Unfortunately, there are plenty of things going on in End of Watch that detract from those modest goals. The most obvious failed element is the found footage structure that Ayer barely bothers to follow. From the first scene, he cuts from character-driven cameras to impossible camera angles that could never been caught off the cuff. Very quickly, it becomes distracting whenever it seems like the characters are actually filming the movie and the whole found footage concept should have been dropped. Yes, it helps force a little realism onto the material, but at this point audiences understand and appreciate the handheld video aesthetic looks like. There’s no need to force faux-documentary onto the material to sell the look. We get it. Now, that’s just an irritating directing choice. The film’s real deadly problems are in the script. Gyllenhaal and Pena have love interests so generic that might as well not have names. They are included entirely as a writing device to win empathy and provide potential tragedy. As characters, they’re useless and should have been dropped, particularly when wasting the talent/time of an actress like Anna Kendrick.

When Ayer keeps the drug cartel as an unseen threat, it’s always frightening. Sadly, the few Latino gangsta who do get screentime (and are apparently videotape their illegal adventures for some reason) are cardboard street thugs made up of postures and gang signs rather than relatable characterization. It’s hard to be disturbed by generic evil characters when the movie that contains them strives so hard for realism. A looming gang presence without a face would have been far more effective than a handful of stereotypes who only talk about hating cops and killing people. Without delving into spoilers, Ayer screws up the ending. He takes the movie to an interesting natural end point that would have been a real shocker for a mainstream movie and then just when it appears that the filmmaker actually took a risk, a coda is tacked on that spoils everything. I won’t say anything further, but brace yourself for disappointment when the credits role.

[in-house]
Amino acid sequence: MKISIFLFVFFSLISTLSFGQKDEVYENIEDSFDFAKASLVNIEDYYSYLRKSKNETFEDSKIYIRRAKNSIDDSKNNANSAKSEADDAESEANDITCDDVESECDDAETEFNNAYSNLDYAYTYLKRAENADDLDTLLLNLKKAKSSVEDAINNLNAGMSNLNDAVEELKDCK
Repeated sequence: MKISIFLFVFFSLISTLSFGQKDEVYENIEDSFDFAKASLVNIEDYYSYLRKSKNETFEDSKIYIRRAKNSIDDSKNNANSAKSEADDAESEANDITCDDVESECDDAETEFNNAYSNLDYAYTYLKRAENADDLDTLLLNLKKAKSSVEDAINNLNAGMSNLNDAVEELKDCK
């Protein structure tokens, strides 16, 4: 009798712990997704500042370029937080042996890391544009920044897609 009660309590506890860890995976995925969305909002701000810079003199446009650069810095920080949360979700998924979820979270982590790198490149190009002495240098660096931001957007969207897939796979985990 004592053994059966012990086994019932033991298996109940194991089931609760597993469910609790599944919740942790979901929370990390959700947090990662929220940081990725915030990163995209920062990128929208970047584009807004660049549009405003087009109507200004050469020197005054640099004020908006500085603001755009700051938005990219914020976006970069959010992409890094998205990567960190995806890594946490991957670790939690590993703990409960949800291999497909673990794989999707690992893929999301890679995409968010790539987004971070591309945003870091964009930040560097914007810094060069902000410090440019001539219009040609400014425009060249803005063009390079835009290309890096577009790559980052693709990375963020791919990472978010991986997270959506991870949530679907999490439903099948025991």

Even though there’s plenty to complain about in End of Watch, the movie can’t be completely dismissed. Ayer may have driven off the road, but at least he did some good along the way. Gyllenhaal and Pena are a great team and simply watching them on the job can be quite entertaining. The problems are all associated with watching a compelling concept descend into mediocrity. It’s never a full on disaster, Ayer just doesn’t deliver on his promises. That’s the thing with the writer/director, he’s ultimately a mainstream filmmaker and the fact that he sneaks any darkly compelling material into a studio product at all ranks him above the pack of Hollywood hacks. It’s just a bummer that he’s never been able to abandon his populist instincts for an entire film. I’m sure he’s got that in him if only because every project he’s made shows flashes of crime movie brilliance. This isn’t a director to outright hate, he’s merely an underachiever with promise. Hopefully, that will change…not on this movie, but maybe, just maybe on some project down the road.